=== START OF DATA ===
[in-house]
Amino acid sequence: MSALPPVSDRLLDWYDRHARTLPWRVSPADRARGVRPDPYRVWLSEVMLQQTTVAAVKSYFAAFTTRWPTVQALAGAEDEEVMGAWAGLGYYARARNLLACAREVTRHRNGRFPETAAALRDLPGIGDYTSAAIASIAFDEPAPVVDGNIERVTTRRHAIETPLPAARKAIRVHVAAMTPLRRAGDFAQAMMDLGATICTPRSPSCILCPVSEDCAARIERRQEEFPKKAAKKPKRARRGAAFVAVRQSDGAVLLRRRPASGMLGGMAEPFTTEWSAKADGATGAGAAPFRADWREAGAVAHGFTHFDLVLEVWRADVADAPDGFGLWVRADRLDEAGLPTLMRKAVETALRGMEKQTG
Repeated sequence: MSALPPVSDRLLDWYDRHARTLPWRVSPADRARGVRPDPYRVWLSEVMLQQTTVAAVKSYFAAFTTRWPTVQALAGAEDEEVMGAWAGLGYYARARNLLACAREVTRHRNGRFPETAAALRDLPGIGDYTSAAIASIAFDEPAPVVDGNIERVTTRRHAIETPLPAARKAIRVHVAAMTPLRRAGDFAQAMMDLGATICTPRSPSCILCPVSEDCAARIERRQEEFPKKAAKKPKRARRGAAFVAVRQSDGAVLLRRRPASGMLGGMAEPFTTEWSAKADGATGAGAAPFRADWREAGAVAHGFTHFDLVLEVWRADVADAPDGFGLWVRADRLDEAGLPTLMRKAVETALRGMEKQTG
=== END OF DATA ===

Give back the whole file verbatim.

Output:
[in-house]
Amino acid sequence: MSALPPVSDRLLDWYDRHARTLPWRVSPADRARGVRPDPYRVWLSEVMLQQTTVAAVKSYFAAFTTRWPTVQALAGAEDEEVMGAWAGLGYYARARNLLACAREVTRHRNGRFPETAAALRDLPGIGDYTSAAIASIAFDEPAPVVDGNIERVTTRRHAIETPLPAARKAIRVHVAAMTPLRRAGDFAQAMMDLGATICTPRSPSCILCPVSEDCAARIERRQEEFPKKAAKKPKRARRGAAFVAVRQSDGAVLLRRRPASGMLGGMAEPFTTEWSAKADGATGAGAAPFRADWREAGAVAHGFTHFDLVLEVWRADVADAPDGFGLWVRADRLDEAGLPTLMRKAVETALRGMEKQTG
Repeated sequence: MSALPPVSDRLLDWYDRHARTLPWRVSPADRARGVRPDPYRVWLSEVMLQQTTVAAVKSYFAAFTTRWPTVQALAGAEDEEVMGAWAGLGYYARARNLLACAREVTRHRNGRFPETAAALRDLPGIGDYTSAAIASIAFDEPAPVVDGNIERVTTRRHAIETPLPAARKAIRVHVAAMTPLRRAGDFAQAMMDLGATICTPRSPSCILCPVSEDCAARIERRQEEFPKKAAKKPKRARRGAAFVAVRQSDGAVLLRRRPASGMLGGMAEPFTTEWSAKADGATGAGAAPFRADWREAGAVAHGFTHFDLVLEVWRADVADAPDGFGLWVRADRLDEAGLPTLMRKAVETALRGMEKQTG